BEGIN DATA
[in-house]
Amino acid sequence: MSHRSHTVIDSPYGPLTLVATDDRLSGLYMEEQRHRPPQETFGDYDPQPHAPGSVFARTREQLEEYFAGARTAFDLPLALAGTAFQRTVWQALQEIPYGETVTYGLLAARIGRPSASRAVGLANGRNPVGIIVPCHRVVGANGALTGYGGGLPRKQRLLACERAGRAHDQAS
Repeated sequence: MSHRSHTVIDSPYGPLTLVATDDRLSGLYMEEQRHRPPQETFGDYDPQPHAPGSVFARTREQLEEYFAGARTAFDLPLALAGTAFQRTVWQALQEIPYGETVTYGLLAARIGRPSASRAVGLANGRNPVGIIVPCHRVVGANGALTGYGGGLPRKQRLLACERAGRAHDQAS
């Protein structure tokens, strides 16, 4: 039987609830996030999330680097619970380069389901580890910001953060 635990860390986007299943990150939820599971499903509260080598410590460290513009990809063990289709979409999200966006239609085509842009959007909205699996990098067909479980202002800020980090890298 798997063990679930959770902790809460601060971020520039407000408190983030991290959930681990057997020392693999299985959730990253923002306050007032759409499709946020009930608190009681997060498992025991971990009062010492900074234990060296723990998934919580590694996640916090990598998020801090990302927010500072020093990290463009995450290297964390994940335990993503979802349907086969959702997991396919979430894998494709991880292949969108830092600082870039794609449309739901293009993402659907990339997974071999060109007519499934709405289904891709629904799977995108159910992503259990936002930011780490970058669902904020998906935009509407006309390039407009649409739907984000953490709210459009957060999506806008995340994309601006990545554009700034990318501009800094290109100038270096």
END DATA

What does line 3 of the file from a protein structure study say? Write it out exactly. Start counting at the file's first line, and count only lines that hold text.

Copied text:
Repeated sequence: MSHRSHTVIDSPYGPLTLVATDDRLSGLYMEEQRHRPPQETFGDYDPQPHAPGSVFARTREQLEEYFAGARTAFDLPLALAGTAFQRTVWQALQEIPYGETVTYGLLAARIGRPSASRAVGLANGRNPVGIIVPCHRVVGANGALTGYGGGLPRKQRLLACERAGRAHDQAS